We then put our cooperation skills to the test! Students formed a circle, and had to pass a ball (or two!) around the circle as quickly as possible – making sure that everyone had a chance to pass the ball! It got a little tricky when two balls were being passed around in opposite directions - especially when we were passing them behind our backs!! This was a fantastic way for students to work with one another to achieve a common goal.

Like Second Grade, Third Grade students also had a modified introduction to the "Peace Path". We practiced "I feel" statements in an effort to teach students to say how they are feeling, why they are feeling that way, and what can each person do to make the situation better.


Students then had a chance to practice cooperation by working together in a team in an activity called "Saving Fred". In groups, students were given a gummy worm and a gummy lifesaver. They then had to save Fred by getting the gummy worm into the lifesaver (life raft) without using their hands!! Ask your child if their group was able to save Fred!! This activity involved cooperating as a team, while also accepting the ideas of others and working through various obstacles to reach their goal.

This month in grades 4 and 5, we learned about the Peace Path! The Peace Path is a conflict-resolution tool that helps students come up with solutions themselves; it offers insightful steps that shift the focus back to student empowerment by using basic problem-solving principles. Teaching students how to talk about their emotions is hard. A great way to start is to have students explain their emotions is by using “I-Statements”.


Using the Peace Path, students who are working through a conflict are prompted to tell each other how they are feeling using “I feel" statements, why they are feeling that way, and what they can each do to make the situation better. The Peace Path helps change the way students think about the conflict. Instead of accusatory language, it encourages students to think about their feelings. Also, by expressing how the student is feeling, the student is not making any judgments about the person they are disagreeing with, so there is no need to become defensive! We look forward to implementing this new tool schoolwide!

Multiage students also practiced "I feel" statements in their CARES lessons. Each class also focused on cooperation using either the Pumpkin Soup book and mummy activity, or the Peace Path.


The students who listened to the story Pumpkin Soup also completed the mummy activity. Each team had to work together and pass a streamer directly to the person next to them and slowly wrap a person to look like a mummy. It proved challenging for students to have the patience to wait their turn, as they wanted to quickly reach their goal! Students worked together, and several classes also came up with a few tricks to speed up the process (e.g. standing up, having the mummy spin around). Ask your child if they used these tricks and practiced cooperation!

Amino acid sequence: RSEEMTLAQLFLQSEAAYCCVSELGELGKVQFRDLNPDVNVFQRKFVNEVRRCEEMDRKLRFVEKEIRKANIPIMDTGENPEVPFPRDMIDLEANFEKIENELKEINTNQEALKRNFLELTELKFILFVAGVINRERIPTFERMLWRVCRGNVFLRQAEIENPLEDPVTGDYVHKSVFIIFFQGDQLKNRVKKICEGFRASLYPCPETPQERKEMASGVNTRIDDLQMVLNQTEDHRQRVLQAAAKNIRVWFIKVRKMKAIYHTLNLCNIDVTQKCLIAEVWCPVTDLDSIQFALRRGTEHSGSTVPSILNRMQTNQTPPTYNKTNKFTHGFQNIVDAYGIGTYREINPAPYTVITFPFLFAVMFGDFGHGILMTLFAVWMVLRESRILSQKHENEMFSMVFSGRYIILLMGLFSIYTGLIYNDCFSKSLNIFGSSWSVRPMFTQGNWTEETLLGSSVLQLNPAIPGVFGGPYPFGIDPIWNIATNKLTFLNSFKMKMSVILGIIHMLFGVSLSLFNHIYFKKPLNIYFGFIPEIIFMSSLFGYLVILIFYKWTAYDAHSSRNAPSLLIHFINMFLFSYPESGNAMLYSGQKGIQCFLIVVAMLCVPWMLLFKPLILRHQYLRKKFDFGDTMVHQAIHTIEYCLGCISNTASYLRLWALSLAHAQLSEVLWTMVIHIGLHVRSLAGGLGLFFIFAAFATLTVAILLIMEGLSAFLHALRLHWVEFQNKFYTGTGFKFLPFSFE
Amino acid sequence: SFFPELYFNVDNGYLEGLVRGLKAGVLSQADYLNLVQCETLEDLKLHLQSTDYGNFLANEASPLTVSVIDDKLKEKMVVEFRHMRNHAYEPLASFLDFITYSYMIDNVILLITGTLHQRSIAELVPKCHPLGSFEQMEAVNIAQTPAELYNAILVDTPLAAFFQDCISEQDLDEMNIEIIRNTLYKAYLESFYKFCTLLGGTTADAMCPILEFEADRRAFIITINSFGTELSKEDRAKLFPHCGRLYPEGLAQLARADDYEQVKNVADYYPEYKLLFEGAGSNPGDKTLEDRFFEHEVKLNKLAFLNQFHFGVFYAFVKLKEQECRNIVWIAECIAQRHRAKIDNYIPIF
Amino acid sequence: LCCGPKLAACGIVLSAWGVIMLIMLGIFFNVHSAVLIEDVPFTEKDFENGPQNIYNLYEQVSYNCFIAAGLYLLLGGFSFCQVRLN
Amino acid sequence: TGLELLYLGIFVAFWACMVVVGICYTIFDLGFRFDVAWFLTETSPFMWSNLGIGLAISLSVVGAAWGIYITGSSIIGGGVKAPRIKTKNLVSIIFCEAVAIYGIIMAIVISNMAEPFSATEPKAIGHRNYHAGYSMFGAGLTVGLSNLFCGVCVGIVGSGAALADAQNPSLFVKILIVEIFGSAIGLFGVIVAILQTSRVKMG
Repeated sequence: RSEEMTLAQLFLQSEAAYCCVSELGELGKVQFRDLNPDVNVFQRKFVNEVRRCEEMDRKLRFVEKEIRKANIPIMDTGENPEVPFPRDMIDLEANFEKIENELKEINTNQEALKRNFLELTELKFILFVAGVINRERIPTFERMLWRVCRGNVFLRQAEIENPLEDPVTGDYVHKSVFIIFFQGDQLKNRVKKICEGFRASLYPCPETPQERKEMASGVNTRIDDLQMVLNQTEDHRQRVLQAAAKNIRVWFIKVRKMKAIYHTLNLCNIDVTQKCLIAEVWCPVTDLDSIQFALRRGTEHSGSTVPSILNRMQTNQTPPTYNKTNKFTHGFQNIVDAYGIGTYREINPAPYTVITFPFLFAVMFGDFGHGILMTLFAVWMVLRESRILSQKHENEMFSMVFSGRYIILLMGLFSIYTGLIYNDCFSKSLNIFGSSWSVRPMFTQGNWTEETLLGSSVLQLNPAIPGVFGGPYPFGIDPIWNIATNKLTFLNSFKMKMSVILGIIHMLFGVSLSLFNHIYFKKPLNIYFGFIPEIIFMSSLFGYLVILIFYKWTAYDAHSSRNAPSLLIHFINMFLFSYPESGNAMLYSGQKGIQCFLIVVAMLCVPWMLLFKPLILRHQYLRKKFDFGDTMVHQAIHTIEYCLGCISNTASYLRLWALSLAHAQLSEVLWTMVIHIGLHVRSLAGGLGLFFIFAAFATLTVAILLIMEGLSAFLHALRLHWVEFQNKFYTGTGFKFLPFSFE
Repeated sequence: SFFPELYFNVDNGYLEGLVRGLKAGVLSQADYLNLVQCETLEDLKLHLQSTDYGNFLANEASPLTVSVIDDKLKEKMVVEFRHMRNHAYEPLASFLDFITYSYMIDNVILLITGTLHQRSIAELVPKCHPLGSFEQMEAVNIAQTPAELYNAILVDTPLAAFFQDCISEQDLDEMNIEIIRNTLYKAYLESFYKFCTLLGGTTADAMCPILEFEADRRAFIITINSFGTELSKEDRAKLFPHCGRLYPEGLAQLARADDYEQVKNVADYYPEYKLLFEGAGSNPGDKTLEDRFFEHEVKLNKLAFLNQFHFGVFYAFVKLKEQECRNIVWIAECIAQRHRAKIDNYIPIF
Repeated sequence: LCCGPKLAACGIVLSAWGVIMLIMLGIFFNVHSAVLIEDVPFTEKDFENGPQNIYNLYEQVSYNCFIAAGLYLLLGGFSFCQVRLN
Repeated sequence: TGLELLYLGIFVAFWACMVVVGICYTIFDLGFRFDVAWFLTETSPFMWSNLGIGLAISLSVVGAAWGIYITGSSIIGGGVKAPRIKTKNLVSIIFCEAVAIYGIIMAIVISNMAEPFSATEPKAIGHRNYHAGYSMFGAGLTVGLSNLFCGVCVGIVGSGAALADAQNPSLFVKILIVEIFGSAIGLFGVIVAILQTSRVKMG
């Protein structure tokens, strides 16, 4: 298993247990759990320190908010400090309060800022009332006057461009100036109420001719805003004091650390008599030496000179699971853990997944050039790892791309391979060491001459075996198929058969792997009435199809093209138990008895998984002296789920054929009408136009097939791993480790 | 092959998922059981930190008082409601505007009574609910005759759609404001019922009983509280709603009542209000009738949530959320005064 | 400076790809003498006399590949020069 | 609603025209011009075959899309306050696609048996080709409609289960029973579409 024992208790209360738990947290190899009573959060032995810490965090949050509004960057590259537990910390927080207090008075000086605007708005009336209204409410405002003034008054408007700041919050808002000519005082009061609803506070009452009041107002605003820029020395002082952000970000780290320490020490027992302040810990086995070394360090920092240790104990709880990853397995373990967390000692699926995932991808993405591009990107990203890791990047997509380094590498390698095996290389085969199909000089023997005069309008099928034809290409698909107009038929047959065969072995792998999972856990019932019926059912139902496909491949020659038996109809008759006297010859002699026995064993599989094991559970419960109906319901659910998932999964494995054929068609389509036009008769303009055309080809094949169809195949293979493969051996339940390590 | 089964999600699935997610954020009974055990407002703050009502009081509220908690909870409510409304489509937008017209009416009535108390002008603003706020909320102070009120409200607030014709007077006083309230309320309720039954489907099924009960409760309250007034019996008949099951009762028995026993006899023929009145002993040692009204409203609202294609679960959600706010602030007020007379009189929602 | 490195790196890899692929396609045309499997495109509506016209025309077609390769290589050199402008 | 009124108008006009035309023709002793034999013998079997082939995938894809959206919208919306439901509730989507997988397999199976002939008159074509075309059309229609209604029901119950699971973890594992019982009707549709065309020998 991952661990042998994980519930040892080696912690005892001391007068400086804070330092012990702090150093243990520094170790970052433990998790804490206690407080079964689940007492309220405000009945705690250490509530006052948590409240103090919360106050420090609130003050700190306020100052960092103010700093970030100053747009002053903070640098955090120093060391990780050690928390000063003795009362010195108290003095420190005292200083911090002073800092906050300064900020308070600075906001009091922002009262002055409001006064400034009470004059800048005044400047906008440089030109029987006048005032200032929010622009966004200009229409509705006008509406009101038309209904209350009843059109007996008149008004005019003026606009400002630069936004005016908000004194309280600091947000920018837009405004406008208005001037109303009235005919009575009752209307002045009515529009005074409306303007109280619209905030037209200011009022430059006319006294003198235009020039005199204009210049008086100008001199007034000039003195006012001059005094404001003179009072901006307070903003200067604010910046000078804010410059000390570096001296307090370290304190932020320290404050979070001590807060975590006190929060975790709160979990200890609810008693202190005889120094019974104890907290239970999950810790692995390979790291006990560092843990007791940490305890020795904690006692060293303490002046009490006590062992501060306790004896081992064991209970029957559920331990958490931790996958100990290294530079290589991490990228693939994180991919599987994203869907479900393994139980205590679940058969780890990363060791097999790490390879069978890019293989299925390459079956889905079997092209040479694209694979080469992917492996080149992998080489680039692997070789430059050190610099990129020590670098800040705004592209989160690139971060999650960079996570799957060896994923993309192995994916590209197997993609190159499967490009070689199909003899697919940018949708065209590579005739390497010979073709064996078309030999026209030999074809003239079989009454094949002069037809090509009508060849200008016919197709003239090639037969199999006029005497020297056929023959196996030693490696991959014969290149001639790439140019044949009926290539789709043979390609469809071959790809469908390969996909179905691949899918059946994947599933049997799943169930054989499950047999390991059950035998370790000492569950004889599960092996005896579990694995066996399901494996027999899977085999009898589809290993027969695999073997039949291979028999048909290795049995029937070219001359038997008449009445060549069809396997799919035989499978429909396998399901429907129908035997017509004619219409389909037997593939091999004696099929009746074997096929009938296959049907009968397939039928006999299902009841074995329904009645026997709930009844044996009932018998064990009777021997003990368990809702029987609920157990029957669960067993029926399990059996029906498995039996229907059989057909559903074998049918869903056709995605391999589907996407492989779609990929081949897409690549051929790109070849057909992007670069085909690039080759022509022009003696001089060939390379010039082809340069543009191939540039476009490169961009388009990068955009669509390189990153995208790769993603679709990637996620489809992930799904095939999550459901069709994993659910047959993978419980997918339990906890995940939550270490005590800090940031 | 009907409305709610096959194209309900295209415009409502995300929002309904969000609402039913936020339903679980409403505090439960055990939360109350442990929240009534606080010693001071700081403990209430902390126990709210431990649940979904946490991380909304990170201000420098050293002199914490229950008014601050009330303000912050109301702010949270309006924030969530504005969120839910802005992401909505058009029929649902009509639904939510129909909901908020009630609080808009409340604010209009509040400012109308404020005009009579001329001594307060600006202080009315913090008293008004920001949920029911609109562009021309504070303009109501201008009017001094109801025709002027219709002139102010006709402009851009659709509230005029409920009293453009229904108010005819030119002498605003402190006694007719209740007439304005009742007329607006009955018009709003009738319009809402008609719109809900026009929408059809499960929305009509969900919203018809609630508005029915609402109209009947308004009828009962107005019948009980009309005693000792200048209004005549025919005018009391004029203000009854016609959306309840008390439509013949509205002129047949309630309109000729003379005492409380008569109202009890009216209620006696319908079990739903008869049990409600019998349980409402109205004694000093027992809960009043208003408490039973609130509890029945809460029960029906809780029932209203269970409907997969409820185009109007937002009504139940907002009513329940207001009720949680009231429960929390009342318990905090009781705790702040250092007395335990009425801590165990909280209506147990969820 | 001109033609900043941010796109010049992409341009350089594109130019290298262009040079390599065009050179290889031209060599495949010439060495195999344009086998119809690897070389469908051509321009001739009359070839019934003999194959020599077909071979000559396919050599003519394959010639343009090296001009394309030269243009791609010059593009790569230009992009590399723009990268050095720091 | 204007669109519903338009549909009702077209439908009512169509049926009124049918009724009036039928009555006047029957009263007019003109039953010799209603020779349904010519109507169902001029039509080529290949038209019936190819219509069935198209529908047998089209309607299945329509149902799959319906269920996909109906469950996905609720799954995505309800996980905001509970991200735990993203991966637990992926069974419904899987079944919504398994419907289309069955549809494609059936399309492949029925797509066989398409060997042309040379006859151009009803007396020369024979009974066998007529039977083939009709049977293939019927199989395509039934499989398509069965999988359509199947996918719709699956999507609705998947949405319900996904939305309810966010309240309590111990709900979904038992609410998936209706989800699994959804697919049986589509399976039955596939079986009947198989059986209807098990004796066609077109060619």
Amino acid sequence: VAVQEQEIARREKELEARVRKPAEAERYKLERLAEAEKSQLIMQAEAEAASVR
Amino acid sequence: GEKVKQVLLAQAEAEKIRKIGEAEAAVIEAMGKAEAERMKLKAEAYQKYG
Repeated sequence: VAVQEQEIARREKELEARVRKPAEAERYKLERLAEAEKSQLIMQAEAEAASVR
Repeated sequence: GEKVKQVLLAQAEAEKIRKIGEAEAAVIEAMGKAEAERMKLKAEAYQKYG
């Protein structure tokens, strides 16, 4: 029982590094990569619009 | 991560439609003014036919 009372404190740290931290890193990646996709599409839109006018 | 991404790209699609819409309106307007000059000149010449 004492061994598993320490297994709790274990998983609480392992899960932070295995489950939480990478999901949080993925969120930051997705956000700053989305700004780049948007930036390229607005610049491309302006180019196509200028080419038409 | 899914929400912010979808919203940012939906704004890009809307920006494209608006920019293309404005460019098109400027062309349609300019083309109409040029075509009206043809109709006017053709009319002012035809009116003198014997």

The students who learned about the Peace Path practiced "I feel" statements, as the Peace Path is a tool that allows students to work through a conflict. Using this tool, students are prompted to tell each other how they are feeling, why they are feeling that way, and what they can each do to make the situation better. The Peace Path helps change the way students think about the conflict. Ask your child what they know about the Peace Path!

Need Additional Support?

Individual counseling is available to students to address your child’s needs, concerns and other barriers to learning (e.g. anxiety, difficulty with peers, family change, etc.). These sessions are conducted one-on-one with the school counselor, typically once per week. These sessions are short-term in nature, and are utilized to address any immediate needs and subsequently monitor student progress. Individual counseling referrals for students can be made through the request of a student, parent, or teacher.


Should a student need on-going therapy, we also have a school-based mental health therapist that can visit your child during their school day. A self-referral can be made through the Associated Clinic of Psychology (ACP), or you can reach out to your school counselors to make a referral on your behalf. Please don't hesitate to contact us if you have additional questions!

Visit Our Website!

We now have a Calming Corner section of our website, which provides tools and strategies for helping your child manage their emotions. Some examples of these tools include breathing exercises, live zoo cameras, journal prompts, stretching and yoga videos, and mind games/break break activities. Visit our website for details!